Germany Passes Law to Mitigate Copyright Trolling ‘Fines’

Endlessly plagued by copyright trolls in the file-sharing space, Germany has just introduced legislation to mitigate the effects of these and other “dubious” business practices.

Hardly a week goes by without some kind of copyright trolling activity hitting the file-sharing headlines. The news is usually bad, with content companies expanding and becoming ever more ruthless in their pursuit of cash settlements.

This week, though, Germany has sought to reduce the power of some of the more aggressive players with the introduction of a new law tailored to hit “dubious business practices”.

TorrentFreak spoke with attorney Malte Dedden for the low down.

“The new law changes several laws – competition law, copyright law etc. Concerning copyright law, the idea is to protect consumers against cease-and-desist [pay-up-or-else] letters that are too expensive,” Dedden explains.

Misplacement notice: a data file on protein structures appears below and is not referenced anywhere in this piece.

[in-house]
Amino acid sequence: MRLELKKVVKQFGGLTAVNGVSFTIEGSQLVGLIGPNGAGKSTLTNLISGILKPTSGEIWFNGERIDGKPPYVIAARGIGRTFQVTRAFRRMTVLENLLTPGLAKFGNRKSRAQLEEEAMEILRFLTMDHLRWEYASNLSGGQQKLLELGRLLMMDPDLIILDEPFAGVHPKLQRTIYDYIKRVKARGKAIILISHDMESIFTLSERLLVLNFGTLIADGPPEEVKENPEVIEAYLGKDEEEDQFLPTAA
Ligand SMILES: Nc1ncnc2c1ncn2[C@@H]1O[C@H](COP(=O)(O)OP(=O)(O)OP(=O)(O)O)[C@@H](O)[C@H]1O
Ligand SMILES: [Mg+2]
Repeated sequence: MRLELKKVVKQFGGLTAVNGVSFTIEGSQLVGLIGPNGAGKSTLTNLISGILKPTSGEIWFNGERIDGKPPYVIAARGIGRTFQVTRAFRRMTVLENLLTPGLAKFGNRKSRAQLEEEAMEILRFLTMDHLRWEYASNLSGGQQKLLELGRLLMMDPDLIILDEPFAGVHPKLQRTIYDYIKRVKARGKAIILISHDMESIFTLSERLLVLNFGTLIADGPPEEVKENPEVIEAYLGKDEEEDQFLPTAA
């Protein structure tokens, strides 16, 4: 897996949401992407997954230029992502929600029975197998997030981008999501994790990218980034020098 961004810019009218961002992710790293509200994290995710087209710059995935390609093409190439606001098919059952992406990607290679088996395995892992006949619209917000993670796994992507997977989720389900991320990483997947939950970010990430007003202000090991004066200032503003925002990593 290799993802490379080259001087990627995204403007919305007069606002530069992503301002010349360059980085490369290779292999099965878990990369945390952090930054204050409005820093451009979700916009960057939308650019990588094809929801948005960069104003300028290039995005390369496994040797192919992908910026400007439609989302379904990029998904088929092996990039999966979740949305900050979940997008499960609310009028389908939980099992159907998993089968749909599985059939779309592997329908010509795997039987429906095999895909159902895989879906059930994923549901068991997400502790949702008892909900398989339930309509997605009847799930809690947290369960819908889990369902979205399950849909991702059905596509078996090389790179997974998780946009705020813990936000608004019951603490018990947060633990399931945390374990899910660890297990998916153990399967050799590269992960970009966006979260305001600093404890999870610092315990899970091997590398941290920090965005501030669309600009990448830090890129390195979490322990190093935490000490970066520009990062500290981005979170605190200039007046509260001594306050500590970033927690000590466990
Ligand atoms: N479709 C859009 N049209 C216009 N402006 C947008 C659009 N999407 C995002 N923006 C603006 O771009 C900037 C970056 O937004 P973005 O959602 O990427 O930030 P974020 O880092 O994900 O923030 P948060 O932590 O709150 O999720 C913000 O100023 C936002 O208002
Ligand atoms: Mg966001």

“If you are caught file-sharing a movie or a music album, you might be asked by the copyright holder’s lawyers to sign an agreement to cease the illegal distribution and to pay a) the lawyers’ fee plus b) the rightsholder’s damages in order to settle the case.”

Dedden says the new law establishes certain a format for the cease-and-desist and any settlements requested.

“If certain requirements are not met, you don’t have to pay the rightsholder’s lawyers’ fees and you can claim your lawyer’s fees from him instead,” he explains.

“If the form is correct, the fees are limited to the amount calculated on a “Streitwert” (value of the matter in dispute) of 1000 euros. This would be about 155.30 Euros plus expenses.”

Dedden says that previously the “Streitwert” was estimated by the court and could climb as high as 10,000 euros.

“Unfortunately for heavy users, this new limitation applies only one time with each copyright owner. If you’re caught by Universal’s lawyers once, for example, the next time it will be more expensive, while you can still use the new rule for your first Sony infringement,” Dedden concludes.

Read More (German)


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